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RETROSPECTION AND REPENTANCE

Read­ing Time: 11 minutes

(Ref. Texts: Isa 43:16–21; Phil 3:8–14; John 8:1–11)

Let any one of you who is without sin be the first to throw a stone at her. When they heard it, they went away, one by one, begin­ning with the older ones; and Jesus was left alone with the woman stand­ing before him” (John 8:7.9).

Introduction

This Sunday is the last Sunday of Lent, and the Church presents to us a beau­ti­ful pas­sage from the Gos­pel accord­ing to John. It is a story that clearly mani­fests the say­ing of Jesus found in Mat­thew 7:3 why do you see the speck of saw­dust in your brother’s eye while you do not notice, see or pay atten­tion to the plank in your own eye?” Last Sunday, we saw how the young­er son of the man in the par­able came to his senses and from thence, began his pro­cess of repent­ance and return to the source of life (Luke 15:17). In the Gos­pel read­ing of this Sunday, we have the Scribes and the Phar­isees, who have refused to come to their senses. They reject ret­ro­spec­tion and there­fore, find it dif­fi­cult to repent. Repent­ance demands that we look into ourselves.

Jesus con­tin­ues to teach and edu­cate the people. As usu­al, the Scribes and the Phar­isees inter­rupt him with anoth­er of their traps. Of course, John stated it clearly that their reas­on for com­ing to Jesus with this par­tic­u­lar case was to test him to find some­thing against him (cf. John 8:6). Instead of sit­ting down like oth­er people and listen­ing to Jesus’ teach­ing, they were ser­i­ous stress­ing them­selves look­ing for charges against him. Jesus shamed them with his clas­sic­al and super­i­or intel­li­gence, the intel­li­gence of the Son of Man who is guided by the wis­dom and spir­it of God.

The story con­tin­ues the teach­ing about the mercy of God and for­give­ness. Last Sunday we heard the Par­able of the Prod­ig­al and repent­ant son from the Gos­pel accord­ing to Luke. This Sunday, we hear not a par­able, but the report from the Gos­pel accord­ing to John, of an encounter among Jesus, the Scribes and the Phar­isees, and a woman caught in adultery.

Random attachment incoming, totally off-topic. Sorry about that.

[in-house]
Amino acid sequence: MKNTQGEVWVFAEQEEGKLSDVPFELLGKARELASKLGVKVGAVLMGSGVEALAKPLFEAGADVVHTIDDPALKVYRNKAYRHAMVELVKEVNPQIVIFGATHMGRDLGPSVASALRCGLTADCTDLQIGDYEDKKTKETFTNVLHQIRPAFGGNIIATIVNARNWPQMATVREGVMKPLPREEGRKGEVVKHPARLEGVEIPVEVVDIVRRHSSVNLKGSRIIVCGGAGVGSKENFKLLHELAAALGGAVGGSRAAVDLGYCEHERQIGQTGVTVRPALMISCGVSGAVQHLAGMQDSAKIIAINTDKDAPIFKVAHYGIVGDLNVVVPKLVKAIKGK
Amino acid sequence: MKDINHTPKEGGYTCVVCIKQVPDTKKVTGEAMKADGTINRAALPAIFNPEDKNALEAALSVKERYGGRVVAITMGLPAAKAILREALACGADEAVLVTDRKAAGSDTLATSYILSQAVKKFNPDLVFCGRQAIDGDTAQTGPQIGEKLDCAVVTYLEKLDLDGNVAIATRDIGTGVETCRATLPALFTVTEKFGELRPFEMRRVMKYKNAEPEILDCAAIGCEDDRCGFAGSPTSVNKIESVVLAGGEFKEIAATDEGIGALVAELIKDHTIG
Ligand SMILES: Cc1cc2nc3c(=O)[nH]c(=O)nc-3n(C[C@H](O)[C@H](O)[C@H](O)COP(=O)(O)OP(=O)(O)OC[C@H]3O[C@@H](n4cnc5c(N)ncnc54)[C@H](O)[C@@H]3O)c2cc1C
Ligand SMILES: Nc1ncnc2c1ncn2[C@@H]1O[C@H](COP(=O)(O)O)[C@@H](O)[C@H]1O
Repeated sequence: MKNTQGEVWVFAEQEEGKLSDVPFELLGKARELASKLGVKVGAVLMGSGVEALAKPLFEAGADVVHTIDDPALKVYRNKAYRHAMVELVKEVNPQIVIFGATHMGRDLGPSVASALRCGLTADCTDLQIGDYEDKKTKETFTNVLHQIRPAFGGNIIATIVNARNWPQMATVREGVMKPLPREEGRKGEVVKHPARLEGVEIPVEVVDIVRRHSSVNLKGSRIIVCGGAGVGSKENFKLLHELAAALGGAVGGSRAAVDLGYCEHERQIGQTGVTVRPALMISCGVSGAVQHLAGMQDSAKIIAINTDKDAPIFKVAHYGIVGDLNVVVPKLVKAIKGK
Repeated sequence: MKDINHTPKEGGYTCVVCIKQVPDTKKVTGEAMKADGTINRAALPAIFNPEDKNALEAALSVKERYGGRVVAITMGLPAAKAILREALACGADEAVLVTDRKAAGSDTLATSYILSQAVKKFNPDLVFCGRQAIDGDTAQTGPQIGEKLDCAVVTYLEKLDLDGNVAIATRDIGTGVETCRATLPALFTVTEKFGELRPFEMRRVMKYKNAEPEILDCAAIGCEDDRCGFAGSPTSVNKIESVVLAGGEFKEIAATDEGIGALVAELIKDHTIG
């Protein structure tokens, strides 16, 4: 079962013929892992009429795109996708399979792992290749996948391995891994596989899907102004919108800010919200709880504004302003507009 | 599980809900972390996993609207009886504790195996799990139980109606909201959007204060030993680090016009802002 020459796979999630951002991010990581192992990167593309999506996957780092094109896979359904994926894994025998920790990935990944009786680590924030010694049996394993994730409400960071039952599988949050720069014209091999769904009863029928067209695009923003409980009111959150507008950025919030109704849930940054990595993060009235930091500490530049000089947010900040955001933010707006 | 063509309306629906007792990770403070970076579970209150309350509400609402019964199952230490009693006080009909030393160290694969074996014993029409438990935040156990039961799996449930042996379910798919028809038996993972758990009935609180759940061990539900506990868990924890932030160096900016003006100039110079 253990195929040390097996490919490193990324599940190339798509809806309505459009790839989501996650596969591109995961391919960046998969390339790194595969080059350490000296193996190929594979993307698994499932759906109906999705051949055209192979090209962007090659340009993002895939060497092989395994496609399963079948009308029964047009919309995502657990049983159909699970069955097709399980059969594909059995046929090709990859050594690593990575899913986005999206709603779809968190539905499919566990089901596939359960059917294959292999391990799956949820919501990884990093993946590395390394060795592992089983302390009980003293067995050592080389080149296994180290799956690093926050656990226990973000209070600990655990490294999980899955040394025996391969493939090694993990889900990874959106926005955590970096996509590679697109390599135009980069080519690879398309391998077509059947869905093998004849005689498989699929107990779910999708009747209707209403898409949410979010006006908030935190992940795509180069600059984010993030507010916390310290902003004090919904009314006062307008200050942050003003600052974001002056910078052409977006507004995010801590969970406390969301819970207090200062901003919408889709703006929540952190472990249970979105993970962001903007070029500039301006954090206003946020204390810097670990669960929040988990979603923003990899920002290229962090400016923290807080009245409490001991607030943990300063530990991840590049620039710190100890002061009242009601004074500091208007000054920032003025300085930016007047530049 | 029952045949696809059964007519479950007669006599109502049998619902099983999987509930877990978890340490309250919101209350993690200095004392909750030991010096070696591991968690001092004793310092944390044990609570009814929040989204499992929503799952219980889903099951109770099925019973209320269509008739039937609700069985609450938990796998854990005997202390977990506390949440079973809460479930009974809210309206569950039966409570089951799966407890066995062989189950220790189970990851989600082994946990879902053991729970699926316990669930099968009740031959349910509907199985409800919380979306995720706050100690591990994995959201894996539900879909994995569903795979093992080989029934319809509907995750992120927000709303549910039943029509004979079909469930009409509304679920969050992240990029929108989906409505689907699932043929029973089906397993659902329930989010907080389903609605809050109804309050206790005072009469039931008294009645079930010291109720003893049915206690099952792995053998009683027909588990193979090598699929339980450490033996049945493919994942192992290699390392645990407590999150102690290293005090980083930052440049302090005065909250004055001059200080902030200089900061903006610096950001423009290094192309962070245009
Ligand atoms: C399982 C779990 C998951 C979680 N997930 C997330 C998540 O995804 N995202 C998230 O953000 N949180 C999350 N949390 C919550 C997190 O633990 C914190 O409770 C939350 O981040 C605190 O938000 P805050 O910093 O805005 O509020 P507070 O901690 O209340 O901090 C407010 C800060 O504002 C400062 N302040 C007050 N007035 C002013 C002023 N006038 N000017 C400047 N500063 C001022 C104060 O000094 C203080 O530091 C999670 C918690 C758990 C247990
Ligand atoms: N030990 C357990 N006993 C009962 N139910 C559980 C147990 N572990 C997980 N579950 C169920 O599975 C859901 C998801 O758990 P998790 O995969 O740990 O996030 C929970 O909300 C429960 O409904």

Observations

Con­cern­ing John 8:1–11, I have the fol­low­ing obser­va­tions to make:

  1. The Jew­ish author­it­ies were spir­itu­ally blind because they saw in Jesus an enemy who must be elim­in­ated. Hence, every occa­sion was seen as an oppor­tun­ity to trap him down. The Romans did not allow the Jews to carry out death sen­tences (cf. John 18:31). There­fore, if Jesus had accep­ted ston­ing the woman, he could have been in con­flict with the Romans. On the oth­er hand, if he had objec­ted to the ston­ing, he would have been accused of not obey­ing the law (cf. also Mark 12:13–17). This was the trap. People with such men­tal­ity abound in our vari­ous envir­on­ments. Such people are men­tally sick and empty inside. Why should some people set traps for oth­ers because they refuse to be and behave like them? What is the gain in try­ing to pull anoth­er per­son down? The Chris­ti­an Churches and com­munit­ies are filled with these ugly and inhu­man attitudes.
  2. When the teach­ers of the law (Scribes) and the Phar­isees claimed Moses ordered them to stone a woman caught in adul­tery, they were not present­ing the law cor­rectly. They altered it to suit their evil plan. Again, this atti­tude has not ceased today. How often do people alter the truth just for their selfish­ness? The man­ner of the exe­cu­tion of a woman caught in adul­tery was not pre­scribed by law except the woman in ques­tion was betrothed to a man (cf. Deut 22:23–24). They just wanted to implic­ate Jesus. Is there any gain in try­ing to implic­ate anoth­er per­son simply because you do not like the per­son? People have the right to express their opin­ion and dis­agree with some people. Why should this be a prob­lem? Why harm anoth­er per­son because he or she sees things dif­fer­ently from you? Why so much intol­er­ance espe­cially among those who claim to be fol­low­ers of Christ?